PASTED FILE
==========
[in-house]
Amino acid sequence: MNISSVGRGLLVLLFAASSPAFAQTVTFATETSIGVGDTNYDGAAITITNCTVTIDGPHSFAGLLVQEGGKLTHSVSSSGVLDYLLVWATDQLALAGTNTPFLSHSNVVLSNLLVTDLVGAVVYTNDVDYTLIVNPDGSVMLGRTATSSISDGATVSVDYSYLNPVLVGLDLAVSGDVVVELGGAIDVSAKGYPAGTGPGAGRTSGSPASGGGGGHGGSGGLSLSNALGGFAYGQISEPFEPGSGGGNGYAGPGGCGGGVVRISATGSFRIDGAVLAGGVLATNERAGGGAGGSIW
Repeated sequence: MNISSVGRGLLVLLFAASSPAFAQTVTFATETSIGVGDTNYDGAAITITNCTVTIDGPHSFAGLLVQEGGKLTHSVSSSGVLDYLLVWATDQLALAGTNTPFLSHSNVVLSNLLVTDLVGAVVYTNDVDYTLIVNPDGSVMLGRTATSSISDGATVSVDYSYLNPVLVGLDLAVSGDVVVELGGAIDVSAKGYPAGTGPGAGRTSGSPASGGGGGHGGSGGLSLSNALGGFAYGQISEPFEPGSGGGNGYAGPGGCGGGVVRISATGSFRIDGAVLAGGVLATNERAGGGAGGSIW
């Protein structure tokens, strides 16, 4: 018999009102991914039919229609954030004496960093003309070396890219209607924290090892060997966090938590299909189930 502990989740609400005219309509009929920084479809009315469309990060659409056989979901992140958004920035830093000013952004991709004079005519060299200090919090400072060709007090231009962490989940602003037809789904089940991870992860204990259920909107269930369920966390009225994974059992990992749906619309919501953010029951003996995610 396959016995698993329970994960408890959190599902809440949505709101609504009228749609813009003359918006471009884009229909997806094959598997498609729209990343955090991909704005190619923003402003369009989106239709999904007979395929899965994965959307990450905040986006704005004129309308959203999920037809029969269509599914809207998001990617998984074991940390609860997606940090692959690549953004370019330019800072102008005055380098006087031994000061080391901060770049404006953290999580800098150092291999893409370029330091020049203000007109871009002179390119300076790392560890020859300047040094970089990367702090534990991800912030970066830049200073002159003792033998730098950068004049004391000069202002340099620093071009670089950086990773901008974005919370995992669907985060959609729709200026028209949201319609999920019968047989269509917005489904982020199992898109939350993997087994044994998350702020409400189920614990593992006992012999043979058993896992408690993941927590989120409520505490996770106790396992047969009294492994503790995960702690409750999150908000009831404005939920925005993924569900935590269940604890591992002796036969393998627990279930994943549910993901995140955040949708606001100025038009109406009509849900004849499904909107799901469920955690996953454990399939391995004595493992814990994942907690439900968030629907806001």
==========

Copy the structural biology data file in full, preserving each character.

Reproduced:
[in-house]
Amino acid sequence: MNISSVGRGLLVLLFAASSPAFAQTVTFATETSIGVGDTNYDGAAITITNCTVTIDGPHSFAGLLVQEGGKLTHSVSSSGVLDYLLVWATDQLALAGTNTPFLSHSNVVLSNLLVTDLVGAVVYTNDVDYTLIVNPDGSVMLGRTATSSISDGATVSVDYSYLNPVLVGLDLAVSGDVVVELGGAIDVSAKGYPAGTGPGAGRTSGSPASGGGGGHGGSGGLSLSNALGGFAYGQISEPFEPGSGGGNGYAGPGGCGGGVVRISATGSFRIDGAVLAGGVLATNERAGGGAGGSIW
Repeated sequence: MNISSVGRGLLVLLFAASSPAFAQTVTFATETSIGVGDTNYDGAAITITNCTVTIDGPHSFAGLLVQEGGKLTHSVSSSGVLDYLLVWATDQLALAGTNTPFLSHSNVVLSNLLVTDLVGAVVYTNDVDYTLIVNPDGSVMLGRTATSSISDGATVSVDYSYLNPVLVGLDLAVSGDVVVELGGAIDVSAKGYPAGTGPGAGRTSGSPASGGGGGHGGSGGLSLSNALGGFAYGQISEPFEPGSGGGNGYAGPGGCGGGVVRISATGSFRIDGAVLAGGVLATNERAGGGAGGSIW
């Protein structure tokens, strides 16, 4: 018999009102991914039919229609954030004496960093003309070396890219209607924290090892060997966090938590299909189930 502990989740609400005219309509009929920084479809009315469309990060659409056989979901992140958004920035830093000013952004991709004079005519060299200090919090400072060709007090231009962490989940602003037809789904089940991870992860204990259920909107269930369920966390009225994974059992990992749906619309919501953010029951003996995610 396959016995698993329970994960408890959190599902809440949505709101609504009228749609813009003359918006471009884009229909997806094959598997498609729209990343955090991909704005190619923003402003369009989106239709999904007979395929899965994965959307990450905040986006704005004129309308959203999920037809029969269509599914809207998001990617998984074991940390609860997606940090692959690549953004370019330019800072102008005055380098006087031994000061080391901060770049404006953290999580800098150092291999893409370029330091020049203000007109871009002179390119300076790392560890020859300047040094970089990367702090534990991800912030970066830049200073002159003792033998730098950068004049004391000069202002340099620093071009670089950086990773901008974005919370995992669907985060959609729709200026028209949201319609999920019968047989269509917005489904982020199992898109939350993997087994044994998350702020409400189920614990593992006992012999043979058993896992408690993941927590989120409520505490996770106790396992047969009294492994503790995960702690409750999150908000009831404005939920925005993924569900935590269940604890591992002796036969393998627990279930994943549910993901995140955040949708606001100025038009109406009509849900004849499904909107799901469920955690996953454990399939391995004595493992814990994942907690439900968030629907806001």